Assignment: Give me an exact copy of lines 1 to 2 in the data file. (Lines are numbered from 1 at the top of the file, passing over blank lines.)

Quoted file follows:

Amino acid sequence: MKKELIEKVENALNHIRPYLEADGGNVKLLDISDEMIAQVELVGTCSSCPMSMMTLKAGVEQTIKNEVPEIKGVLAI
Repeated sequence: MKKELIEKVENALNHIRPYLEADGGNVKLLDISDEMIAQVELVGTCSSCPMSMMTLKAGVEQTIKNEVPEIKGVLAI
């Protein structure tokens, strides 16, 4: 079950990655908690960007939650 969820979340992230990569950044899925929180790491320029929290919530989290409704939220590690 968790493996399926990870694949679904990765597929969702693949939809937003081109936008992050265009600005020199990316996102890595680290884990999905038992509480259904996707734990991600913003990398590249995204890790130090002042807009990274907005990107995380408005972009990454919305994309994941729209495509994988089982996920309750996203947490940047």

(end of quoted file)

Amino acid sequence: MKKELIEKVENALNHIRPYLEADGGNVKLLDISDEMIAQVELVGTCSSCPMSMMTLKAGVEQTIKNEVPEIKGVLAI
Repeated sequence: MKKELIEKVENALNHIRPYLEADGGNVKLLDISDEMIAQVELVGTCSSCPMSMMTLKAGVEQTIKNEVPEIKGVLAI